Of the recent losses in Chicago, perhaps the one that lingers longest in the memory is the Saturday game. That, of course, was the evening that Marcell Ozuna gave the team a 3-0 lead with a first-inning home run, and Harrison Bader followed with a home run of his own, pushing the lead to 4-0. That was the first inning.
From the second inning on, they managed one infield single for their final 26 at bats of the game, eventually, of course, losing the game.
A similar kind of thing happened in Miami last night.
Here, it took the Cards until the fourth inning to get that lead (just 1-0 this time), and immediately the offense shut down again. From the moment Yairo Munoz’ double put St Louis on the board till the end of the game, Cardinal batsmen were 1 for 16.
They were lucky in this one. The 23-41 Marlins gifted the Cards a couple of runs with an error that – with Harrison Bader’s first sacrifice fly of the season – eased St Louis into a 4-1 victory (box score).
Looking through the first 8 games of the month, it has been surprising – or perhaps not – to note how difficult it has been for the Cards to add to their leads.
On June first – as they were working on their home sweep of the Cubs, they added four tack-on runs after they opened up their 3-2 lead – these made the difference in their 7-4 victory.
The next afternoon, as they wrapped up the sweep, they took a 1-0 lead in the fifth. When they batted in the eighth, it was still 1-0. They had actually not had a hit since the fourth inning. They did manage a couple of hits and one additional run in that eighth – again, a critical run in a 2-1 win.
Cincinnati came into town next, and Matt Carpenter greeted them with a leadoff home run in the first. Not only did the Cards not score again, they only managed 5 more hits.
In game two of that series, a third inning run gave St Louis a 1-0 lead. From that point till the seventh inning, the Cards added just 4 singles and watched Cincinnati tie the game. Paul DeJong hit the home run in that inning that gave St Louis the lead back at 3-1. None of the last five Cardinal batters managed a hit, but they didn’t need to as the Cards held on to that one.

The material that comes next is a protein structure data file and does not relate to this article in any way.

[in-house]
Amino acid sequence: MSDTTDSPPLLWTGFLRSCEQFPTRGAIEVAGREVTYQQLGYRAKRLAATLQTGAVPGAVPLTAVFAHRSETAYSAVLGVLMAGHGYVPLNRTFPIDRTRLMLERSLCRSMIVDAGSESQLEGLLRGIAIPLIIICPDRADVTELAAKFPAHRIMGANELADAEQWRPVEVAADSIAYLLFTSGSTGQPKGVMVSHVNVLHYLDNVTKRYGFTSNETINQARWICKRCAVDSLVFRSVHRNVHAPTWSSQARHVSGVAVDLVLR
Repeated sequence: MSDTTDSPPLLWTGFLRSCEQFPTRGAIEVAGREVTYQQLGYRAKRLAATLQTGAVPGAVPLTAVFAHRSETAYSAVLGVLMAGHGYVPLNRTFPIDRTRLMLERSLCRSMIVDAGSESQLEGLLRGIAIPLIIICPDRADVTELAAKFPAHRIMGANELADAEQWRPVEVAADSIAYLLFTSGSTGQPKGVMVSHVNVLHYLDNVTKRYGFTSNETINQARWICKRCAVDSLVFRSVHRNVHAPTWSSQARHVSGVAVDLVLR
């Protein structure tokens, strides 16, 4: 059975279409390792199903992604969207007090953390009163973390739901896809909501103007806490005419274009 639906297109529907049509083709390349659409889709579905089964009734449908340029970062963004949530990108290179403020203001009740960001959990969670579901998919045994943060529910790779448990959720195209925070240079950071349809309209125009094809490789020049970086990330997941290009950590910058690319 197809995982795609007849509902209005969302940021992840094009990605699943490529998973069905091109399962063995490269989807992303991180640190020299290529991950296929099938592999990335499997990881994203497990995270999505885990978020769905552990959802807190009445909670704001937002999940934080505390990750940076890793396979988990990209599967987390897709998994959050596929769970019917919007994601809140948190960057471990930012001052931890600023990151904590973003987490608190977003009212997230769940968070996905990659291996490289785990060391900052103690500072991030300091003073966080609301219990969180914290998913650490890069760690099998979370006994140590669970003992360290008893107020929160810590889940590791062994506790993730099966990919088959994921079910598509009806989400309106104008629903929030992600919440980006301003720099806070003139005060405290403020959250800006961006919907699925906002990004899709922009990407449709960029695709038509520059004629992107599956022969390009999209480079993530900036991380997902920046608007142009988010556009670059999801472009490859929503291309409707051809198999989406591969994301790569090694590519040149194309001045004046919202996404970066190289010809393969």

During that disastrous weekend in Wrigley, the Saturday game was the only one they held a momentary lead in.
So, counting the Bader home run in the Saturday game, and the three gift runs last night, for the entire month the Cards have added a total of 9 runs to their 7 existing leads (five of those scoring in the first two games).
Even in victory, St Louis finished with just 4 hits last night. They are 4-4 in the early part of this month, in spite of the fact that they are averaging 2.88 runs per game, and are hitting .212 as a team.
In June, they are hitting .167 (12 for 72) when they bat with a lead. This becomes just another head-scratching issue with an offense that just will not find its gear.
In a very real sense this is also a character issue.
Lately, Marcell has been a one-man offense. For much of the season, Ozuna has been a kind of modern day Dave Kingman – lots of home runs, but very little else. But in June we have seen a very different Marcell. He has 5 hits in the last 2 games, and is now batting .414 (12 for 29) this month.
Both of Ozuna’s hits came while the game was still scoreless. In fact, his double set up the game’s first run. For the first 8 games in June, Marcell is 8 for 12 (.667) when batting while the game is tied. He is 0 for 6 when batting with a lead.
For the season, Marcell hits .297 (19 for 64) with 4 doubles and 7 home runs while the game is tied – a .688 slugging percentage with 18 of his runs batted in.
Once St Louis forges ahead, his average falls to .207 (17 for 82) with 3 home runs and 14 runs batted in.
The worst slump I can ever remember Jose Martinez go through continued with his 0-for-4 last night. In his last 18 games (7 starts), Jose is 3 for 33 (.091) – all singles with 9 strike outs. He is 1 for 13 (.077) this month.
St Louis has now scored first in 9 of their last 13 games. They are now 5-4 in those games.